Nigeria should really begin to think deliberately on how to leverage music as they explore opportunities in the non- oil sector. Nigerian music can potentially be the Country’s export along with the Nigerian human capital.
The surge of the Nigerian music industry has been very impressive over the years; however, the issue of intellectual property remains a problem for artists and foreign investors, due to the constant piracy of content. The Alaba market area in Lagos is notoriously known for selling pirated albums of musicians, which in itself distorts the number of sales for an artist and infringes on copyright. There is also the challenge with the Collection regulatory environment.
In order to create further growth in the Nigerian music industry, the government can do more to encourage investments in this sector through well-thought incentives and regulatory environment that will encourage and not gag the growth of the sector. The protection and enforcement of intellectual property will further reassure current investors to expand their business and will attract new investors.
Whether the music is a soundtrack in Lion King or played endlessly on international radio stations, at clubs and parties across continents, the Nigerian Afrobeats music scene is getting increased visibility. World music is growing green and white.
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At least for the music industry …. we are in exciting times.
How Access Bank got Japaul to pay up N37 billion loan that had gone bad
Brute force, Courts, quid quo pro are hallmarks of Access Bank’s debt recovery schemes.
In 2018 when Access Bank took over Diamond Bank, in what is the largest merger in Nigeria’s banking history, they knew it was not a match made in heaven like their PR agencies will make you believe.
In merging with Diamond Bank and taking over their juicy assets, they had also taken over the lemons that had for years bedeviled the bank who had pioneered mobile banking applications well ahead of its time.
When Access Bank merged with Diamond Bank, the latter had total loans and advances of N787.8 billion out of which N219.9 billion in loans were impaired. Oil and gas-related loans made up a significant chunk of the loans and were estimated at about N302.6 billion, most of them distressed.
Included in the oil and gas loans was a $66.4 million in loans owed to the bank by Japaul Oil and Maritime, as they were referred to at the time. The loans had gone bad accumulating unpaid interest of about $11.2 million. By the time Access Bank took over the loans, Japaul agreed to a restructuring rolling over both the principal and interest.
This is typical of most Nigerian companies burdened with debts they cannot pay. To avoid being run over by the bank, the debtors will negotiate a restructuring, extending the loans by one to three years and if lucky, reducing the interest rates. In return, the bank books new fees (which are often paid in advance of the restructuring) and then gets to avoid huge provisioning mandated by the central bank.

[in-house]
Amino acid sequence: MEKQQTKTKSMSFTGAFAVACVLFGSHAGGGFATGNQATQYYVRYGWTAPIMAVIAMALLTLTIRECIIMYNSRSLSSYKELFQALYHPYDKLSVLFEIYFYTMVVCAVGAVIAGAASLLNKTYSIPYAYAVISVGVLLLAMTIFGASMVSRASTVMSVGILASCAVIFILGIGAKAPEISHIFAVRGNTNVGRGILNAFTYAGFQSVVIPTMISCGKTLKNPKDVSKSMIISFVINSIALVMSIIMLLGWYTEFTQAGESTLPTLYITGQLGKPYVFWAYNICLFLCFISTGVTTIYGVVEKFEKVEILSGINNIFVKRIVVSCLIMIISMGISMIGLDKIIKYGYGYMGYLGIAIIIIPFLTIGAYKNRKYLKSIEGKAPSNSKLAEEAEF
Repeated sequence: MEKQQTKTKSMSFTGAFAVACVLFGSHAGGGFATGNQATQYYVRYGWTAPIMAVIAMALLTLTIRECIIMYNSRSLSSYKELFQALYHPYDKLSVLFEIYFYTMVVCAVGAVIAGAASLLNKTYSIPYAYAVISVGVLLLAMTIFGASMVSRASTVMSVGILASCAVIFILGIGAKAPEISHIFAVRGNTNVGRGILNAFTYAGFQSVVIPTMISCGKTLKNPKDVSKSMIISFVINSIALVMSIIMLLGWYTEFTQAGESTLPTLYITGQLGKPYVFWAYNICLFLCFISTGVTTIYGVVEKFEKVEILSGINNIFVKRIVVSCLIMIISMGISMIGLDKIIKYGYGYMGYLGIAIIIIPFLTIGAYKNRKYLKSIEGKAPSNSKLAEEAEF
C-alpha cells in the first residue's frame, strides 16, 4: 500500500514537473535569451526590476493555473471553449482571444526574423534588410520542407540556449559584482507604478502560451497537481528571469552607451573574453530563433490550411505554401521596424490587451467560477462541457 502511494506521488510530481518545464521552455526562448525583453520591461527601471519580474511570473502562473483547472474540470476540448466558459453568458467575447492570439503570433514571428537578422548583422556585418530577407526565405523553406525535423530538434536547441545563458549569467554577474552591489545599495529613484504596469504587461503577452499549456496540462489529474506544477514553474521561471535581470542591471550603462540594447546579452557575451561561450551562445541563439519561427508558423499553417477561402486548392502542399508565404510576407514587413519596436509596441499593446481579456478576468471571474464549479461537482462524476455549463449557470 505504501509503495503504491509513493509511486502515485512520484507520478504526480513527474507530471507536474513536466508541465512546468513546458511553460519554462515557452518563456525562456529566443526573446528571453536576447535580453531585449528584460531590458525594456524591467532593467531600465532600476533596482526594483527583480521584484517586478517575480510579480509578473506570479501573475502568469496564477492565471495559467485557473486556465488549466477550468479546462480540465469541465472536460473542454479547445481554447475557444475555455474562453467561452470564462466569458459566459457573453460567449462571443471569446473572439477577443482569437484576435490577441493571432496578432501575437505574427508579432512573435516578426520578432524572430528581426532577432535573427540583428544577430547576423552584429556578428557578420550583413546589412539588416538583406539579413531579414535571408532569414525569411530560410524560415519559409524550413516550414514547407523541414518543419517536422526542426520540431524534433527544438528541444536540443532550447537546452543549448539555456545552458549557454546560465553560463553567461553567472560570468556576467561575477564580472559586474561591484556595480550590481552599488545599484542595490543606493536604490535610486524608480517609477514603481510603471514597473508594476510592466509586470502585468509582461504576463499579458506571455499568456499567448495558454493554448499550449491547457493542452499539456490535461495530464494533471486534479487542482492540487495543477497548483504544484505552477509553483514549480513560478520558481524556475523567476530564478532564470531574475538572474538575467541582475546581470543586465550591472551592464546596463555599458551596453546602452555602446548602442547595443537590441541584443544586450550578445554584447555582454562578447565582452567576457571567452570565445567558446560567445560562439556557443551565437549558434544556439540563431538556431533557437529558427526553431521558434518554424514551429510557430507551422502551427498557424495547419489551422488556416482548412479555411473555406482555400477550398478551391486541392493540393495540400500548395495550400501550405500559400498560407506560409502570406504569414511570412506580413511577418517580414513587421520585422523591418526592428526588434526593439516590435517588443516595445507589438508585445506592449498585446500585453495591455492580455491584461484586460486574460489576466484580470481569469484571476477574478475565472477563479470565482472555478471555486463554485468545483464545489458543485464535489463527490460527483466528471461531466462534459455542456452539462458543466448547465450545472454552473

It is often a ‘win-win’ situation that essentially kicks the can down the road until, like in the case of Diamond Bank, the chicken comes home to roost. But Access Bank is not new to slugging it out with debtors, particularly those who do not pay up. Upon takeover in 2019, Herbert Wigwe, the CEO of Access Bank announced that his bank was going to go after Diamond Bank debtors. In an interview in 2019 he maintained that “we recovered N2.2 billion bad debt in the year under review. Access Bank will intensify effort to ensure that it recovers the debt owed to Diamond Bank. We will go out for Diamond Bank’ debtors and if they are not ready to redeem their debt we will publish their names in the newspapers.”
In 2019, Access Bank swooped on Japaul Plc seeking repayment of their Diamond Bank loans which was now about N37 billion. The bank took over Japaul’s trading assets and integral to the going concern status of the company. Before now, Japaul made money rendering marine services, dredging, mining and construction mostly for the oil and gas companies.
But business has been bad for years now leading the company into net accumulated losses of over N50 billion as of 2018. For the 5 years leading to 2018, the company posted back to back losses with revenues going from N5.3 billion in 2015 to about N85.8 million in 2019. External loans had also ballooned from about N18.8 billion to about N38.8 billion. Its share price had also fallen to about 20 kobo per share by the end of 2019. It was nearing bankruptcy and something had to give.
They began a court battle with Access Bank over the loans and the threat of a liquidation eventually settling for a deal. Sources inform Nairametrics that Access Bank is one of the most aggressive banks in the business when it comes to playing dirty with debtors. Unlike Diamond Bank, Access Bank is ready to battle in the courts and is ready to deploy any legal means necessary to recover their loans even if their actions are viewed as uncanny.